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by Frank MacDonald
Our Family Tree, Ever Growing
Well over 50 years since he first began teaching the game, Mike Ryan’s force remains with us. Whenever you see practices with kids playing in threes, there’s a good chance that coach is one of the branches of a mighty ol’ oak known as Washington’s coaching tree.
It’s entirely possible that players and parents nowadays will be unaware of Ryan or much else about our state’s youth soccer history. But the fact remains that Ryan and other forefathers still rate as a strong influence.
Take Reece Olney, for instance. Olney played for Ryan on the state U23s back in the late 80s. Olney also played for another Ryan disciple, Debbie Barlow. Now in his 23rd year as coach of the University of Puget Sound men’s team, Olney has been using Ryan exercises for tactical instruction all the while, and scores of former Loggers are now coaching in the youth and high school ranks, and even some of their players are now coaching. You can do the math.
“It’s the common thread,” Olney says of those methods and drills, “that impacted hundreds if not thousands of players, stuff that’s stuck with me and it sticks with others, too.”
Immigrants Knew Best
When Washington Youth Soccer first planted its flag in 1966, few native-born adults of the state knew much about soccer, let alone could teach it. Those who were most steeped in the sport came from abroad, such as Ryan, who hailed from Dublin.
“Mike knew the game; he was an early expert and he played something like second division in Ireland,” remembers Barlow. “He started with the US Soccer coaching schools early on, and had his B license by the time he coached me.”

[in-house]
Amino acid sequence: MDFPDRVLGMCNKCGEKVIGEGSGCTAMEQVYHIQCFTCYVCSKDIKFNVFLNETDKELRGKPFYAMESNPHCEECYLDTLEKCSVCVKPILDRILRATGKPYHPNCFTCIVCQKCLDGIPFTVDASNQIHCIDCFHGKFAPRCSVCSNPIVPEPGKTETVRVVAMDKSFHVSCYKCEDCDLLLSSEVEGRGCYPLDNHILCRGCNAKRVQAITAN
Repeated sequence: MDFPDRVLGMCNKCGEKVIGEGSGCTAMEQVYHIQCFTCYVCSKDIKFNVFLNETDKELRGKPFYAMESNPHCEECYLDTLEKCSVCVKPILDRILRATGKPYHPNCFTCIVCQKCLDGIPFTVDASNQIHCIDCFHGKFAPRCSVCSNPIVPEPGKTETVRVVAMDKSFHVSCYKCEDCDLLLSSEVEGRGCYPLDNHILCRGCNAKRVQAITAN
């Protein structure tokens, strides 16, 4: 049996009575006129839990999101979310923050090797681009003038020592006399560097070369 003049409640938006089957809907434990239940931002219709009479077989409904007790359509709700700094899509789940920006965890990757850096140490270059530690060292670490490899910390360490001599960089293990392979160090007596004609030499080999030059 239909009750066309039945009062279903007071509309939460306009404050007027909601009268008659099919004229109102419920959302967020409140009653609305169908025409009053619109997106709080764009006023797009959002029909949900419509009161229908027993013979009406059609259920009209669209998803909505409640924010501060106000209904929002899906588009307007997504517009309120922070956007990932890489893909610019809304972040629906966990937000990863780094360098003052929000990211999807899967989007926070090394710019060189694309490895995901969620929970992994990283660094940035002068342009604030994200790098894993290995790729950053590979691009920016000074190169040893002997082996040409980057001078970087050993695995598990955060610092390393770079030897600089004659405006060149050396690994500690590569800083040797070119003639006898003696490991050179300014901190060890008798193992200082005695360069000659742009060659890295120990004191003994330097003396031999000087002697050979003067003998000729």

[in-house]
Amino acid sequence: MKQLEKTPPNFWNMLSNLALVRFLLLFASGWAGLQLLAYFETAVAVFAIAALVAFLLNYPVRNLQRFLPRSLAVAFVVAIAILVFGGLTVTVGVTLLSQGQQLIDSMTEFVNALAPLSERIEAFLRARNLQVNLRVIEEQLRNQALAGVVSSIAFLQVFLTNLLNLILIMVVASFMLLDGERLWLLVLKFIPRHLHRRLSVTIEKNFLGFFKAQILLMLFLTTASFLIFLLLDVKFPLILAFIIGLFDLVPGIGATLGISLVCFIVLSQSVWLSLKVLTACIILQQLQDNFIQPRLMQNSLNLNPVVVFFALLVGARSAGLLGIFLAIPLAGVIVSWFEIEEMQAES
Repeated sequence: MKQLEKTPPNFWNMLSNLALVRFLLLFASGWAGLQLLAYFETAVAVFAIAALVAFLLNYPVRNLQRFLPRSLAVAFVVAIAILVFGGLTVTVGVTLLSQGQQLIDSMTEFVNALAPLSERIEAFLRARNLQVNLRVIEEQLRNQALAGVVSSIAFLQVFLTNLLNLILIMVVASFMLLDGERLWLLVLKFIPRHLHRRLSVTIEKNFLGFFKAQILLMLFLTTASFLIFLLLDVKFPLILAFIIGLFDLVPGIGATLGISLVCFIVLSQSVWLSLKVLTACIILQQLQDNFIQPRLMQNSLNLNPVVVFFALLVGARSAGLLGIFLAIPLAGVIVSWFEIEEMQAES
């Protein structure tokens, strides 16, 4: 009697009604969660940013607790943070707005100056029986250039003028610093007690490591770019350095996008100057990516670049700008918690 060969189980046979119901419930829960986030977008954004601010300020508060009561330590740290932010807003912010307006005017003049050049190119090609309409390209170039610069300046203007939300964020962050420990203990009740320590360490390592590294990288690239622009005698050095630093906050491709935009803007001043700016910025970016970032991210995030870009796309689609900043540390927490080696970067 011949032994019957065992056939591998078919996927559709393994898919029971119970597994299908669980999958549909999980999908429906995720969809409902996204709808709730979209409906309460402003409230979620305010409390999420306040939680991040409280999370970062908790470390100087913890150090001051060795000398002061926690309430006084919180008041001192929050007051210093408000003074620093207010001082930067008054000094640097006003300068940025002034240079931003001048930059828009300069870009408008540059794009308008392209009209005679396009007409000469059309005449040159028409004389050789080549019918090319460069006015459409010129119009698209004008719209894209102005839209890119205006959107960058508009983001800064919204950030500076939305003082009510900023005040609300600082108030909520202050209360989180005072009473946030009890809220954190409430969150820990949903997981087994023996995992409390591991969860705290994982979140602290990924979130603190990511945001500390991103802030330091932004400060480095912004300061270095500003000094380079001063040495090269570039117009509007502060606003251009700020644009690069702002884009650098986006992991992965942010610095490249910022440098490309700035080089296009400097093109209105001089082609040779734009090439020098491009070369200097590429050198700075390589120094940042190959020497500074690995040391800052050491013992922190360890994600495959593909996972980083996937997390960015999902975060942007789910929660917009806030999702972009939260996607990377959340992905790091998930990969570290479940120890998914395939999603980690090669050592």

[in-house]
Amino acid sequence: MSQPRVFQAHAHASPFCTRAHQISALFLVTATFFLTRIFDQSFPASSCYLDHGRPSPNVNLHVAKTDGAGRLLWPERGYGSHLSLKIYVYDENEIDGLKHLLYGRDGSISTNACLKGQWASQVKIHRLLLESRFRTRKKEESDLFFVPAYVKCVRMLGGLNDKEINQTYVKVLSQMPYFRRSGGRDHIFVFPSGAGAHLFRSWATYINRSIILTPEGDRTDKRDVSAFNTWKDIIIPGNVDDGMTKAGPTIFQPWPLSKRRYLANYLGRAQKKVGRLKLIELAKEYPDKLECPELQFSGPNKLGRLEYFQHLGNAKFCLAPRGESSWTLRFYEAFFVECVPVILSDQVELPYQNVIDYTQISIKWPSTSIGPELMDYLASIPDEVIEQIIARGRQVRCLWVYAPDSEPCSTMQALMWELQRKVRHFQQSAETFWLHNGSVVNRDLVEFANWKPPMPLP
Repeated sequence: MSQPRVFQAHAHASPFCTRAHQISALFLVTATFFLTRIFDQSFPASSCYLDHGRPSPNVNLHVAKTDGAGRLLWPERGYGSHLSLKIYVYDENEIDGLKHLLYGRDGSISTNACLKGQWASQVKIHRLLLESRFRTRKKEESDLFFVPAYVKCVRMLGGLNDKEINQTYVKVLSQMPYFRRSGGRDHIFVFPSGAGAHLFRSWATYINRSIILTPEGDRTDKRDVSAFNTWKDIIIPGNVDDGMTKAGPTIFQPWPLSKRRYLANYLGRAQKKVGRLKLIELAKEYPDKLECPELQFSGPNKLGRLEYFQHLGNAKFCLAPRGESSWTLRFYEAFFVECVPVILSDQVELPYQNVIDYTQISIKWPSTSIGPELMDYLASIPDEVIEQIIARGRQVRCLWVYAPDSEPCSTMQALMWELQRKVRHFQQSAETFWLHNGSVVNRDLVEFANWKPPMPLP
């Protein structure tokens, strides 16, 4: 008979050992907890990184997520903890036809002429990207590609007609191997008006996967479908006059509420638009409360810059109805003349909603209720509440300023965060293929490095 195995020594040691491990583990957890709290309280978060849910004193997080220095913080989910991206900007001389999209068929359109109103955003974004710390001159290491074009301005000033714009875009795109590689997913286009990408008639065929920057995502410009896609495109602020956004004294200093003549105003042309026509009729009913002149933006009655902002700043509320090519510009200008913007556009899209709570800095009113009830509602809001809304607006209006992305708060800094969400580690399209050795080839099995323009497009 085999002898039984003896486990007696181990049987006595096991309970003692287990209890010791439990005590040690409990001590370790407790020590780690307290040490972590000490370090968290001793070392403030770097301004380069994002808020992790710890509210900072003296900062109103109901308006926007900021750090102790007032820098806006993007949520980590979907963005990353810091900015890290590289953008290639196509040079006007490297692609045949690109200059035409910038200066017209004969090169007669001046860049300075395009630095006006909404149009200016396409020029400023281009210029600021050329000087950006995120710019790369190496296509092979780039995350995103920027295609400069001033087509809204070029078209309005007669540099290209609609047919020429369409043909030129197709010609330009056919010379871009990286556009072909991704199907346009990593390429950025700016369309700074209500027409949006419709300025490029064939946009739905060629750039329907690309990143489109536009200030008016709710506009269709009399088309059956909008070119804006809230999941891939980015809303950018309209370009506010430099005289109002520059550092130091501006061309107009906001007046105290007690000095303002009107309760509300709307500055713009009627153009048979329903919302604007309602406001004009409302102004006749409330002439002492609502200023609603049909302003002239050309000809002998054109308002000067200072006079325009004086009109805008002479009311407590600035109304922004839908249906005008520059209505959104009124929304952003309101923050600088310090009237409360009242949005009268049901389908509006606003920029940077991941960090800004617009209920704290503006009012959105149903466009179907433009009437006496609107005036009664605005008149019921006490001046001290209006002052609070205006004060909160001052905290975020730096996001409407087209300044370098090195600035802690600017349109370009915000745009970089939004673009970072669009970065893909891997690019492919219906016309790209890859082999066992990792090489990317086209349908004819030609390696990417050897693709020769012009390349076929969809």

Barlow first crossed paths with Ryan on the University of Washington campus in 1974. He was the UW varsity men’s coach and she was organizing a women’s club program. Barlow would go on to play 13 years for Ryan, winning several national adult amateur championships.
Through her own USSF schooling, Northwest Soccer Camp and other activities, Barlow absorbed a great deal of knowledge over the years. She would coach both the boys and girls at Enumclaw High School and, later, other premier and school teams. All along the way she would regularly channel her inner Ryan, who was preaching tiki-taka long before Barcelona was perfecting it.
Be Like Mike
“Tactically, I coached a lot like Mike,” offers Barlow. “I believe in possession and passing. I never like wild kicking, Hail Mary stuff where you lob it down there and hope for the best.”
“I would say Deb was highly influenced by Mike Ryan,” confirms Olney. “Even though the game has evolved and changed, I still use his principles. I laugh because we still laugh about Mike telling us (both Barlow and Olney) to go ‘play in trees,’” the resulting effect of Ryan’s brogue on ‘threes.’
While Ryan was dispensing his know-how to Barlow on Montlake, much the same was happening on playfields around the cities. The post-World War II influx of immigrants was evident in many industries, but it was clearly having an effect in soccer’s development.